This is another installment in the series: 'Round the World Revisited. I sent this email from Thailand on June 14, 2002 during our 6 month journey around the world.
A long time ago in a galaxy far far away . . .
We previously gave you a lesson in Australian english
- I suppose we need to include some Thai versions of
the English language as well:
-"Please Waiting" - a sign at a theater
-"Smooth and Mellon" - on a Tiger whiskey bottle
-"Please don't feet up on sanitary" - in a bathroom
stall - translation Don't stand on the toilet
-"No ladey bar or gaydey bar in room" - in our Chiang
Mai hotel - translation No hookers or Drag queens in
We've also seen some unusual English words, I hesitate
to call them expressions, on T-shirts:
-"Haworthia. The nature coming."
-"What your bathroom?" with a cartoon kitty
-" Ten Bigfoots" with a big 23 similar to a
Observations on :
-This is real Asia unspoiled by too much tourism and
the fake front that goes with it
-The pace of life is slow and relaxing. Everybody is
very laid back.
-In general the people are more friendly than the
Thais. Probably because it is less touristed.
-Transportation is slow - it's a good thing nobody is
in a hurry
-The largest Lao bill is 5000 kip, equivalent to about
50 cents. This means when you change a hundred dollar
travelers check you are a millionaire with a 2 inch
tall stack of bills.
We've been busy since last we wrote. We headed north
from and stopped in Ayuthaya, the former
, to see the 17th to 19th century ruins.
These are nothing compared with the ruins at Angkor,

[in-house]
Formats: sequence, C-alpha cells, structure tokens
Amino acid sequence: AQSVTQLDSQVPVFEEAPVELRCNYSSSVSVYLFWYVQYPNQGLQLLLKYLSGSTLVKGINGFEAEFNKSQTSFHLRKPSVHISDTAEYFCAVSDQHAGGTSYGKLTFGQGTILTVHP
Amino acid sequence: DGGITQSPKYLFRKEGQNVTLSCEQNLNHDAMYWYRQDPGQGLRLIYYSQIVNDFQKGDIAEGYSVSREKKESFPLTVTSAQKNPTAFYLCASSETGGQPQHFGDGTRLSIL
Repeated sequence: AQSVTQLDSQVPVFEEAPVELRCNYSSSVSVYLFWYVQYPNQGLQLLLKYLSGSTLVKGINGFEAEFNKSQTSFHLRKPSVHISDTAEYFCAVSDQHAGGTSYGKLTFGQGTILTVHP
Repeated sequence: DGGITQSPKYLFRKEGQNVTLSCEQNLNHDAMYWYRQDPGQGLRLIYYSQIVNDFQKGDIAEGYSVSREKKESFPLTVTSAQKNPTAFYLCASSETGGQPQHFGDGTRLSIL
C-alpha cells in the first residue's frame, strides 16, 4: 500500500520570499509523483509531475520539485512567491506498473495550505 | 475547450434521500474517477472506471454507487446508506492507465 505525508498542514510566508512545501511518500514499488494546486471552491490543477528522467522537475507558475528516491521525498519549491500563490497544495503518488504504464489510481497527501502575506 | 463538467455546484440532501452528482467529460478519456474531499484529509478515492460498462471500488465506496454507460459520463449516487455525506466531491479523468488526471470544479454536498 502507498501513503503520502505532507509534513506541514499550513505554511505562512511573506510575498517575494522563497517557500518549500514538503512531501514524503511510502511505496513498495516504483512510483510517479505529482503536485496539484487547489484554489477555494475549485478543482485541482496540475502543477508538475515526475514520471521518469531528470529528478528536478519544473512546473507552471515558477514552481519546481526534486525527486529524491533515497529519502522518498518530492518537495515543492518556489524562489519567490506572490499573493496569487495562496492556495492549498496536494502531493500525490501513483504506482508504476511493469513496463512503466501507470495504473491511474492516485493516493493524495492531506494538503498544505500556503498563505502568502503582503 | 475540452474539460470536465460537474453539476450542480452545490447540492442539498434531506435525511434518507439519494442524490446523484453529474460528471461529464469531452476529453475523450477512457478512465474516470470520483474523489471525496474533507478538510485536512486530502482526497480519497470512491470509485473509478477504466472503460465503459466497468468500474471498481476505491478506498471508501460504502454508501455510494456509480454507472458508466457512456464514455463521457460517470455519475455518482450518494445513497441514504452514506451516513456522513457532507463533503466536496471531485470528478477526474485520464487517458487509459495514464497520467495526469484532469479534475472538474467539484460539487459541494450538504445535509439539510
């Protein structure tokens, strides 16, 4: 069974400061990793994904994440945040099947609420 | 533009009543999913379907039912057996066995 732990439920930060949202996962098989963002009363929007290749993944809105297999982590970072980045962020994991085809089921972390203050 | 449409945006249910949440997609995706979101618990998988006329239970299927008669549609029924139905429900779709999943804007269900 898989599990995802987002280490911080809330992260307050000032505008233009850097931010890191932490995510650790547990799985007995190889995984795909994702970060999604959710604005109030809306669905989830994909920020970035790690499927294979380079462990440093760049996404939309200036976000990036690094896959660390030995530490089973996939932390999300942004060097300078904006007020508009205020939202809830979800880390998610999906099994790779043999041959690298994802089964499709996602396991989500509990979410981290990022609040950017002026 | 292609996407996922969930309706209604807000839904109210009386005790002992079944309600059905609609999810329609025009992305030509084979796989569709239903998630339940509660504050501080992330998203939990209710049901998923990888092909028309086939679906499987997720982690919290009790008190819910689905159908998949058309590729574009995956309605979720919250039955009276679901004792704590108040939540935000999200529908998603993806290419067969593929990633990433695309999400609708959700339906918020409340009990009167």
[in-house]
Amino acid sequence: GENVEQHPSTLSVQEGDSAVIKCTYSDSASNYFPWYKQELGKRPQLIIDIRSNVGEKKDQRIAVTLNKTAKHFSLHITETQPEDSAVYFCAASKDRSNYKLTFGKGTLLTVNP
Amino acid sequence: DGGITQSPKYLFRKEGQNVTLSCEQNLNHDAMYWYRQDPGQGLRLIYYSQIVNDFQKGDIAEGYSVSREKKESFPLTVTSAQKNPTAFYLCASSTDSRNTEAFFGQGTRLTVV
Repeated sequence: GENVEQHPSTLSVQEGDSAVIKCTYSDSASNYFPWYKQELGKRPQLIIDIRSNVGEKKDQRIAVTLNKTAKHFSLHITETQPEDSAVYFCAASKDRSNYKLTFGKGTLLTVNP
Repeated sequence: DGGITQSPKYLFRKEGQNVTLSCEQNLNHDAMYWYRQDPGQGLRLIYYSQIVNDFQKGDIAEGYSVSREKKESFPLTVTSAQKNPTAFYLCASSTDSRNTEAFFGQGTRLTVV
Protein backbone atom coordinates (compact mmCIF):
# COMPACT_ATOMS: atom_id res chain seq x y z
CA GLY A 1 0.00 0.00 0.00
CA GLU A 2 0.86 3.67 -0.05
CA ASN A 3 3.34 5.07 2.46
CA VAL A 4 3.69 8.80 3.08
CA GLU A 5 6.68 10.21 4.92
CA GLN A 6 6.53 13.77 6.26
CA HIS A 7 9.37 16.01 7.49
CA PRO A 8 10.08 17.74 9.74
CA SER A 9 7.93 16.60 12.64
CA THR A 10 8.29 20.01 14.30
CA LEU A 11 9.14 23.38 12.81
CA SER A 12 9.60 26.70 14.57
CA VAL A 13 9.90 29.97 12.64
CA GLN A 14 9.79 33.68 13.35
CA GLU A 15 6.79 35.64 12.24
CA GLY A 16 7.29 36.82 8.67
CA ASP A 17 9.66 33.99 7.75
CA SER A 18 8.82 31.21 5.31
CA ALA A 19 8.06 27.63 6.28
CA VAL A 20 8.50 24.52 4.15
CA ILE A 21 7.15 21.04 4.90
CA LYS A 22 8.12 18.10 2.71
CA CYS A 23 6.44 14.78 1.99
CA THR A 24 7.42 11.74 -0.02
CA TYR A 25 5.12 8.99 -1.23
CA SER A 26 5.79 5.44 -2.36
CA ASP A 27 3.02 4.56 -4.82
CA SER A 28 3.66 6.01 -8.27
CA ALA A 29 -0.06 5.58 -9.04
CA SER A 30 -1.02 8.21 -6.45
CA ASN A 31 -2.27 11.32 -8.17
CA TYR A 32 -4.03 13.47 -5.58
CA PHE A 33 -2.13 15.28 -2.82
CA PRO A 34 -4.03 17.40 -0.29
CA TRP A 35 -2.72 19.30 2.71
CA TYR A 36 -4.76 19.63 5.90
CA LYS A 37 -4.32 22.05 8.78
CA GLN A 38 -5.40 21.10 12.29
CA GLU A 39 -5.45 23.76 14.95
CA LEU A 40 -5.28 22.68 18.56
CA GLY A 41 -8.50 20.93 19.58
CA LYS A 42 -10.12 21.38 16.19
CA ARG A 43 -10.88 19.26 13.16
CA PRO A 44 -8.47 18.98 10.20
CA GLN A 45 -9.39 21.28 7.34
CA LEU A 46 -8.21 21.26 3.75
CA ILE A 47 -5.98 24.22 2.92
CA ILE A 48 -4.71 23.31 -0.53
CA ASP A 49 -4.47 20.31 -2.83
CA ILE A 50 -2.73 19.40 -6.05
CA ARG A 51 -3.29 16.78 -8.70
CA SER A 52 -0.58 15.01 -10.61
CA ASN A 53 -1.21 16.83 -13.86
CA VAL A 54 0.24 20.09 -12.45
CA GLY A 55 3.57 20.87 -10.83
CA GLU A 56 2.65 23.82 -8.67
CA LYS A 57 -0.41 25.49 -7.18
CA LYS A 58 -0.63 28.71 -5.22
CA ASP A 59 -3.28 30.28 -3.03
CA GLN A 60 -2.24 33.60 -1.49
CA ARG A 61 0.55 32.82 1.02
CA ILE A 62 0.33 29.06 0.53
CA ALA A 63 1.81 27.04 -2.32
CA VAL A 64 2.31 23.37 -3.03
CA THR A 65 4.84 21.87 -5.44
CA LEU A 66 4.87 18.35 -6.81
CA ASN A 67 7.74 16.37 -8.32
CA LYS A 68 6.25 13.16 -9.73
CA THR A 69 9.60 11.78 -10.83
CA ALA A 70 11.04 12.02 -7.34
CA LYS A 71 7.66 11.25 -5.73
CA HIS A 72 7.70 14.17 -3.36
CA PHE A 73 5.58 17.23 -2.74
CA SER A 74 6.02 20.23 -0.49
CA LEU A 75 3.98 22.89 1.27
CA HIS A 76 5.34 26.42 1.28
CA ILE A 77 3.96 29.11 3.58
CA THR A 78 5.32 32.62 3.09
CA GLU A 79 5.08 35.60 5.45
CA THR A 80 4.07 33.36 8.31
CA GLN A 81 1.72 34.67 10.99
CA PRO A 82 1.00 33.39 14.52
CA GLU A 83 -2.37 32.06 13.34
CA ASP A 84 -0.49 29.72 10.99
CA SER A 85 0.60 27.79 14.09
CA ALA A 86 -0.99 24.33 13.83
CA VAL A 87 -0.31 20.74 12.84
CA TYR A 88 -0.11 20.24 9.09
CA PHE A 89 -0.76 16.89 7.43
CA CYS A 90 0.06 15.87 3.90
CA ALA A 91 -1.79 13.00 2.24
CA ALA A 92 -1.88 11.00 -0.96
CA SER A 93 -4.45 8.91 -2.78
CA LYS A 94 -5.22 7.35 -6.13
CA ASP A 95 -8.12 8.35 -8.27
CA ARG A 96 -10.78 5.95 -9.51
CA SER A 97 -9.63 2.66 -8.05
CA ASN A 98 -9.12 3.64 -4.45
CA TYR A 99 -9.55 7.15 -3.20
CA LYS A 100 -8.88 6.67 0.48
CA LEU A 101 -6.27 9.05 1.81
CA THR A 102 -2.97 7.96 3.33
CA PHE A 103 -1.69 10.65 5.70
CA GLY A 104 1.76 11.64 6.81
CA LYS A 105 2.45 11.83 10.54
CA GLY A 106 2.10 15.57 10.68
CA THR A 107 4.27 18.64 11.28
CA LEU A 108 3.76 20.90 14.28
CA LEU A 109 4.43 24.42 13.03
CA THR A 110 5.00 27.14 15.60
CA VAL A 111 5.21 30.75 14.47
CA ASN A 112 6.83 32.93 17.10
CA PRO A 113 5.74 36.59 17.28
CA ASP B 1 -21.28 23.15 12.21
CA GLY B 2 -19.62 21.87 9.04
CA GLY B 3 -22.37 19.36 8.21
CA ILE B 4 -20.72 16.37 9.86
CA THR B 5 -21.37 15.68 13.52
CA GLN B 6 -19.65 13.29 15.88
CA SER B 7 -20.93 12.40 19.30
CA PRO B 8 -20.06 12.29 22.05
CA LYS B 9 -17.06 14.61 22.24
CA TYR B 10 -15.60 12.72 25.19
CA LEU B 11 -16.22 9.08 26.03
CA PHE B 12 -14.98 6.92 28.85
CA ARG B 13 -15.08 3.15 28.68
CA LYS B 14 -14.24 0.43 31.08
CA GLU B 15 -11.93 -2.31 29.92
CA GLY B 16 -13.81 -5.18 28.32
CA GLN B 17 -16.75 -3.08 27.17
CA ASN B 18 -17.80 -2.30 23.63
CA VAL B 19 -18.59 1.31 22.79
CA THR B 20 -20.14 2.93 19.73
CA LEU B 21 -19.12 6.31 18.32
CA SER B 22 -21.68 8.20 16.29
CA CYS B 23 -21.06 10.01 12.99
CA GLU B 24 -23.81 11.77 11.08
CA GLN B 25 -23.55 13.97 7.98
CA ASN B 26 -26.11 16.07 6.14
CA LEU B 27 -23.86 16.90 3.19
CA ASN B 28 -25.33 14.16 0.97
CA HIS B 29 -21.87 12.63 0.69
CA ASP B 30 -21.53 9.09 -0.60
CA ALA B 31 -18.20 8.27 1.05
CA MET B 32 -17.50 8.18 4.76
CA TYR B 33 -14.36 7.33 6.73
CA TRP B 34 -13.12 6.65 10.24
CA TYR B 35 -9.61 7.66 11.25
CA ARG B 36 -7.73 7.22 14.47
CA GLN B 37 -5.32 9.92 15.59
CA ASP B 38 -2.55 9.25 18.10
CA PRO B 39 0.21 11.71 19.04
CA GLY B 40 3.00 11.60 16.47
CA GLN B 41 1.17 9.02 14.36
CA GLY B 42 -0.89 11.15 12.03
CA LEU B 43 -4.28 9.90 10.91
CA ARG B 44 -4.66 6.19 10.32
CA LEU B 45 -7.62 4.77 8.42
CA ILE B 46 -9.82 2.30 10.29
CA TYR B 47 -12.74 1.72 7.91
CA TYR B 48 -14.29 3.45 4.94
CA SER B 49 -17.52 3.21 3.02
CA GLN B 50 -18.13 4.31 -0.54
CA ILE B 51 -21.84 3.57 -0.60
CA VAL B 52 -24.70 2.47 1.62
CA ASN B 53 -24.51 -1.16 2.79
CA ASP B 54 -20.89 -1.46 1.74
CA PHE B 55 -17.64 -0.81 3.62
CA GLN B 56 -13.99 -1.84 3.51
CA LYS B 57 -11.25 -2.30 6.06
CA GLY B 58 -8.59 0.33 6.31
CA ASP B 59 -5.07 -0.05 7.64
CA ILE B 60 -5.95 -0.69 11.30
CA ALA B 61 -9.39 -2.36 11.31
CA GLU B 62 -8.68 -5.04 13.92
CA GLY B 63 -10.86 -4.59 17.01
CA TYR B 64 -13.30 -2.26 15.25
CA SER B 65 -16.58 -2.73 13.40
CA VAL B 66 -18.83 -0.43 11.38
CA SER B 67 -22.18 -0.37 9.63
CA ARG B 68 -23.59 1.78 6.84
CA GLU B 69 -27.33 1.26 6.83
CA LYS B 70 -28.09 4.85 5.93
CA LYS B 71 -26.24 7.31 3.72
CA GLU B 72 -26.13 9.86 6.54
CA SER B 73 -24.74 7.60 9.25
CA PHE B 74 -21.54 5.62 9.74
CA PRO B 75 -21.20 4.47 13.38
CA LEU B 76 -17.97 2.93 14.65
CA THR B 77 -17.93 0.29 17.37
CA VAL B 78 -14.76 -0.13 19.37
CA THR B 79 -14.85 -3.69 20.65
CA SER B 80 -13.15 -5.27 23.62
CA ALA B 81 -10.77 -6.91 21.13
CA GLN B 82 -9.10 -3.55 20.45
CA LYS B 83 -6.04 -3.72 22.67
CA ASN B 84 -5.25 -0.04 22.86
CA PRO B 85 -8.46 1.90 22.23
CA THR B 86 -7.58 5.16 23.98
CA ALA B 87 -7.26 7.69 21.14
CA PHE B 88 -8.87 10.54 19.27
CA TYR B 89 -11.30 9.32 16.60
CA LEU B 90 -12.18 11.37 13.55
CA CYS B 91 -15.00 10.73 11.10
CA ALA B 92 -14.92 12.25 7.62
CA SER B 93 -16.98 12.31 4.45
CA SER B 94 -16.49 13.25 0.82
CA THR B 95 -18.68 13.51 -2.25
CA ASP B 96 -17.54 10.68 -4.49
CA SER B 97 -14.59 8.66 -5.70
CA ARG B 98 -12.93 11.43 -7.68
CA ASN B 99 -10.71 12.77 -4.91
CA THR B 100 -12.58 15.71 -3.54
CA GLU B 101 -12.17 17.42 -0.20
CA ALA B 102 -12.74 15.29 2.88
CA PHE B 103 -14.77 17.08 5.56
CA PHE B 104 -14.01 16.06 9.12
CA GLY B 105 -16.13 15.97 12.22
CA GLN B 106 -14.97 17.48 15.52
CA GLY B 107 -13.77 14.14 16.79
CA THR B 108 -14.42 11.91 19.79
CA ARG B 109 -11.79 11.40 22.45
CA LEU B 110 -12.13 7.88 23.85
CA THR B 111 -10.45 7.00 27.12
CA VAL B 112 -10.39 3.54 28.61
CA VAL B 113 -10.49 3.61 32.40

but worth a stop none the less.
From here we took an overnight train to .
The train was really nice compared to the bus. Our
seats converted into beds and there was a fold away
table, waiters to deliver food to your seat, the works
- and this is only second class. We really liked
. It's much cleaner, quieter, cheaper and
more laid back than . The people are also a
lot more friendly. From here we did a three day trek
to visit some Hill Tribe villages. The hill tribes
are minority groups, mostly having migrated south from
and vicinity, that live in small rural mountain
villages practicing subsistence farming.
We also took a Thai cooking class which was really
good and went to "Monk Chat" where the monks get to
practice English and the tourists get to ask questions
one on one.
Also as part of the trek we rode a bamboo "raft" down
the river, with little bits of it continually falling
off. Finally we rode some elephants through the
jungle. This would have been cool except for the
horrible cruelty displayed by the trainers - hitting
them with big sticks and stabbing them with knives.
From we headed into via Huay Xai. We
took a "slow boat" down the Mekong to .
It took 2 days to go just a couple hundred kilometers
in a cramped boat with wooden bench seats. The
temples in this World Heritage Area were amazing.
Just the sheer number of them is overwhelming. Also
the monks are really friendly since they all want to
practice their English on the tourists. We even
helped a few with their homework. We really enjoyed
the city and watching the local crafts people at work